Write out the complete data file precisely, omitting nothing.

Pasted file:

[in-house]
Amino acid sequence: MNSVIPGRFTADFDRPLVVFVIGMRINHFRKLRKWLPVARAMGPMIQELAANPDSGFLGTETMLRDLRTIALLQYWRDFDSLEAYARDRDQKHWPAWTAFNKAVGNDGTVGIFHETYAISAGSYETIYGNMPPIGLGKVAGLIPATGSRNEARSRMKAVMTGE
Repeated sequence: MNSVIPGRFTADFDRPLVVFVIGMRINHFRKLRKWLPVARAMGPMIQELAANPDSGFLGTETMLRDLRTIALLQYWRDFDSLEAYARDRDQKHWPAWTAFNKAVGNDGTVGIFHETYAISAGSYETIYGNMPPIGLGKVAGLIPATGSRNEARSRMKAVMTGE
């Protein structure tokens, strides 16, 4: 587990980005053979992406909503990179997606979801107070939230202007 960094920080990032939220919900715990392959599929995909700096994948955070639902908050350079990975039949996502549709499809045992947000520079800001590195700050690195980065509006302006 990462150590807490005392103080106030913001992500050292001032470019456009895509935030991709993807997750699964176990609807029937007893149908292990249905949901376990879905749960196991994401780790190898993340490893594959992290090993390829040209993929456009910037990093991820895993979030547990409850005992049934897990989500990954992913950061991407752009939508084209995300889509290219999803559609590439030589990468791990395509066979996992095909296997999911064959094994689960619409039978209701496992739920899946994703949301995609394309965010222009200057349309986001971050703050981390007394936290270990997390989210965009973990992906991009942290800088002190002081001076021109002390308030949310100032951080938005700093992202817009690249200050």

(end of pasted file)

[in-house]
Amino acid sequence: MNSVIPGRFTADFDRPLVVFVIGMRINHFRKLRKWLPVARAMGPMIQELAANPDSGFLGTETMLRDLRTIALLQYWRDFDSLEAYARDRDQKHWPAWTAFNKAVGNDGTVGIFHETYAISAGSYETIYGNMPPIGLGKVAGLIPATGSRNEARSRMKAVMTGE
Repeated sequence: MNSVIPGRFTADFDRPLVVFVIGMRINHFRKLRKWLPVARAMGPMIQELAANPDSGFLGTETMLRDLRTIALLQYWRDFDSLEAYARDRDQKHWPAWTAFNKAVGNDGTVGIFHETYAISAGSYETIYGNMPPIGLGKVAGLIPATGSRNEARSRMKAVMTGE
């Protein structure tokens, strides 16, 4: 587990980005053979992406909503990179997606979801107070939230202007 960094920080990032939220919900715990392959599929995909700096994948955070639902908050350079990975039949996502549709499809045992947000520079800001590195700050690195980065509006302006 990462150590807490005392103080106030913001992500050292001032470019456009895509935030991709993807997750699964176990609807029937007893149908292990249905949901376990879905749960196991994401780790190898993340490893594959992290090993390829040209993929456009910037990093991820895993979030547990409850005992049934897990989500990954992913950061991407752009939508084209995300889509290219999803559609590439030589990468791990395509066979996992095909296997999911064959094994689960619409039978209701496992739920899946994703949301995609394309965010222009200057349309986001971050703050981390007394936290270990997390989210965009973990992906991009942290800088002190002081001076021109002390308030949310100032951080938005700093992202817009690249200050």